I spent this afternoon trying to regain access to a Twitter account for which I had lost the associated e-mail address. In their infinite wisdom, Twitter have now decreed that an e-mail address may be necessary to access an account, over and above the traditional requirement for a username and password. This becomes a problem if your digital footprint is sufficiently large and disorganized that e-mail addresses have proliferated beyond your control. Not to mention if the password ‘hint’ provided by the platform is so obscured as to be utterly useless.
I have three e-mail addresses that are meaningfully active. I have another three that are still in circulation but are currently inaccessible for various reasons. Following an afternoon retracing my footsteps over the last few years, I found another three e-mail addresses that I’m no longer using. My capacity to retrace my footprint stalled at this point because the only method I could think of, looking up accounts for which my main e-mail addresses were listed as recovery accounts on google mail, ceased to produce results. From this method alone, I know that my old Warwick account had other addresses associated with it but, as it’s now defunct, I can’t get access to them. On the basis that each Twitter account I’ve setup has at least one address associated with it, I must have many more. But I’m fucked if I know what they are.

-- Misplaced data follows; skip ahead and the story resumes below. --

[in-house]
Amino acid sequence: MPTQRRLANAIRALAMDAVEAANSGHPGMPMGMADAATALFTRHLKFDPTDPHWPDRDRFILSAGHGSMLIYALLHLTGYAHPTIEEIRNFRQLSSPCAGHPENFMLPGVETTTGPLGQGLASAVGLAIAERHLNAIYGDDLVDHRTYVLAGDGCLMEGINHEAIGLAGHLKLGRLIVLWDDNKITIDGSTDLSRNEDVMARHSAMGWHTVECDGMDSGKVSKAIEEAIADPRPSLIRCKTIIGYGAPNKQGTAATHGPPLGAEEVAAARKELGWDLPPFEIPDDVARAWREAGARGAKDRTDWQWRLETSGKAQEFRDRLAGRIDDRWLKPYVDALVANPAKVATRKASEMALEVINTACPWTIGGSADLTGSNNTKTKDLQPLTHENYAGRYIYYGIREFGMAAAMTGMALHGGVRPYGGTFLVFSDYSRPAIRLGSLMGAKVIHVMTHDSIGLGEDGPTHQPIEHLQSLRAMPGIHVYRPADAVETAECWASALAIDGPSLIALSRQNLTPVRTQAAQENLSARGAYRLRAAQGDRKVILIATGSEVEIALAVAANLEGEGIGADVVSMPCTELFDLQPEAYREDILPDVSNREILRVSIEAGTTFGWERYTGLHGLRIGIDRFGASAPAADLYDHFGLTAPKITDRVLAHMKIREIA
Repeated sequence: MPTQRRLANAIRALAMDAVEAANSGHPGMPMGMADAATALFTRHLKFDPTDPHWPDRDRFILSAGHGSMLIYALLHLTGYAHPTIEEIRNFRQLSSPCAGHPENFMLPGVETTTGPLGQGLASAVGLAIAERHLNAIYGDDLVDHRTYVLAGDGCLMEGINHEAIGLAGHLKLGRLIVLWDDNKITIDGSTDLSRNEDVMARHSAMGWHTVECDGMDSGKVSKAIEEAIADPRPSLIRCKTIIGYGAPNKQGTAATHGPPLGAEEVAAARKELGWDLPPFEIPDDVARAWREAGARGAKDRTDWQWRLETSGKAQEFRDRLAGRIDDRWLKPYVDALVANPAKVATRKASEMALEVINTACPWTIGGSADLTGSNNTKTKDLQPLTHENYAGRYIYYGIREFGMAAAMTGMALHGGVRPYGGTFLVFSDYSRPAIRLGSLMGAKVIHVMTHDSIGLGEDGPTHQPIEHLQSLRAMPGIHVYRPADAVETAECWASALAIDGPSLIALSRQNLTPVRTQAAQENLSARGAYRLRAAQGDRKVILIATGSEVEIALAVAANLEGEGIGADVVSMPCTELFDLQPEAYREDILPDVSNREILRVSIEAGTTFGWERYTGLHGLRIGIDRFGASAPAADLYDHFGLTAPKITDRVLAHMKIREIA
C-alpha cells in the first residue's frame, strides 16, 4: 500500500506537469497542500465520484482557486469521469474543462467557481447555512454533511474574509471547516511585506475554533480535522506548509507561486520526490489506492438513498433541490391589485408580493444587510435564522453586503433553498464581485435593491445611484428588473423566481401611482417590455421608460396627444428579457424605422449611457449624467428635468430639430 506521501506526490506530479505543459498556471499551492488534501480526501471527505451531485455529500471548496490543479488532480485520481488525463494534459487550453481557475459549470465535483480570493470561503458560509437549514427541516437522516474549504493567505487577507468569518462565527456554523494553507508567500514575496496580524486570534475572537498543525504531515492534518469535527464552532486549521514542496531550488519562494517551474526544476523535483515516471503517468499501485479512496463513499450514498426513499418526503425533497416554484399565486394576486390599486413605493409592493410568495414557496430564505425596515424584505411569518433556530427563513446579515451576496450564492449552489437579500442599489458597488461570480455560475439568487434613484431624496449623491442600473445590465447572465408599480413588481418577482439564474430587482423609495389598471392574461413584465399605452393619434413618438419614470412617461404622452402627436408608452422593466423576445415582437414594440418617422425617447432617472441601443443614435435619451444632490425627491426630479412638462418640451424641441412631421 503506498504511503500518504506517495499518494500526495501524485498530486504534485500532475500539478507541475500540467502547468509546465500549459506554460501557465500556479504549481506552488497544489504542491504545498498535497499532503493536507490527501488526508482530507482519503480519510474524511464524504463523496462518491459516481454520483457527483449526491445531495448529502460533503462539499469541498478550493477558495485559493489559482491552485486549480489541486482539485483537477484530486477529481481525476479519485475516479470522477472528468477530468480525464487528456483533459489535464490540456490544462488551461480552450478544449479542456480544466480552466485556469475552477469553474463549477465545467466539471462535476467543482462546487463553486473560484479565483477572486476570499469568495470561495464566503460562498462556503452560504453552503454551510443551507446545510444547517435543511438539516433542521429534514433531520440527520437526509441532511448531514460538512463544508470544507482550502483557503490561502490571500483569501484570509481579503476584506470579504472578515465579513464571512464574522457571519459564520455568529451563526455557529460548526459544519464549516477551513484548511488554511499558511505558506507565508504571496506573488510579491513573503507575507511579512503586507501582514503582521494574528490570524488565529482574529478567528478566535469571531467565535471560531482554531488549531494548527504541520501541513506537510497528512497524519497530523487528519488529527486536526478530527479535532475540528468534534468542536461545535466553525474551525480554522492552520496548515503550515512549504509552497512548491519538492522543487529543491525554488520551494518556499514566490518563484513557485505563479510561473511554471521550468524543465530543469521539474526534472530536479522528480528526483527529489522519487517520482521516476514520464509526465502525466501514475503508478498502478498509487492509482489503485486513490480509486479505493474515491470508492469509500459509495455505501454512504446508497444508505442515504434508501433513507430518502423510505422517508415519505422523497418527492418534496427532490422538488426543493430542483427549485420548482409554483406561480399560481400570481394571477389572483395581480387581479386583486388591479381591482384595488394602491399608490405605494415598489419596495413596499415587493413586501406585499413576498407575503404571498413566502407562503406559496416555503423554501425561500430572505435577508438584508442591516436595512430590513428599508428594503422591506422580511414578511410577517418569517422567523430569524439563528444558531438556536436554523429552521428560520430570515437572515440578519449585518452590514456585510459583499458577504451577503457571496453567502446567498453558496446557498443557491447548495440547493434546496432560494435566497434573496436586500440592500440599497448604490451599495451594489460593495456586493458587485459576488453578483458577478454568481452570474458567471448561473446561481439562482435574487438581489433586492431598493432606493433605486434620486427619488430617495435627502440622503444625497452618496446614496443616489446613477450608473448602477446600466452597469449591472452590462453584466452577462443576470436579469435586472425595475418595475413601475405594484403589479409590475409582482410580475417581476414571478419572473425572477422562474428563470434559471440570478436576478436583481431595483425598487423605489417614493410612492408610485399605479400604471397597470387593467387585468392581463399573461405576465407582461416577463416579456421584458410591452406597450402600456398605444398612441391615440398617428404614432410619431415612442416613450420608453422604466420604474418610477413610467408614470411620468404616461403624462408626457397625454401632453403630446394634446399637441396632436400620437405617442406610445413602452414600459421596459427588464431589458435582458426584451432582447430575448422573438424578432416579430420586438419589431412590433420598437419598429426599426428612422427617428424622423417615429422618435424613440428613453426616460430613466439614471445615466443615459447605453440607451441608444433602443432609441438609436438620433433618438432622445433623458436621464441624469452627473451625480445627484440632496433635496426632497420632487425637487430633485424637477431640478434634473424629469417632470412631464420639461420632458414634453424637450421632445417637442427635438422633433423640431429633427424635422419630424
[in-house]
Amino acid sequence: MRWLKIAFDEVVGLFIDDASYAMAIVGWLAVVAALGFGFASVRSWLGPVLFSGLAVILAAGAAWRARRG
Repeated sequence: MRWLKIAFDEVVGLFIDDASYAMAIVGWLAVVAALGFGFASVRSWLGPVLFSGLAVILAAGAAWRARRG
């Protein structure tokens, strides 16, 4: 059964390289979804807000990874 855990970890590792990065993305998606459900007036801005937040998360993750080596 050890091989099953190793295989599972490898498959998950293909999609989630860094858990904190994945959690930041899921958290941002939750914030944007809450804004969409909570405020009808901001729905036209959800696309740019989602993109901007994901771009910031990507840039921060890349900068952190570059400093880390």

This is time consuming. But it’s also unnerving. Each abandoned account is a vector of risk, collectively constituting a map to my digital life, susceptible to being retraced from the weakest point. These products of past whims and initiatives, each so easy to forget, jointly leave us open to identification, intervention and harm. It’s so natural to let this stuff slip from your mind and so jarring to be reacquainted with it, the tedious business of retracing your steps inevitably leaving you with plenty of time to ponder the risks entailed. Not to mention the aesthetics: the digital mess.
I speculated a while ago about the new consultancy position of the digital escapologist, hired to help the time-poor escape from the filter bubble: taking charge of your digital footprint, liberating you from ubiquitous manipulation, so that you don’t have to. I think this extends to digital mess as well because this sort of accumulated digital detritus goes hand-in-hand with risk. As a serious sociological forecast, I believe that lifestyle services to deal with these problems will become a mass growth sector in coming years, providing a service half way between an accountant and a personal trainer. To the digital escapologists that I expect will become common place over the next decade: I wish you existed now so I could hire you, instead of putting off for months the tedious crap I realised this afternoon that I must do.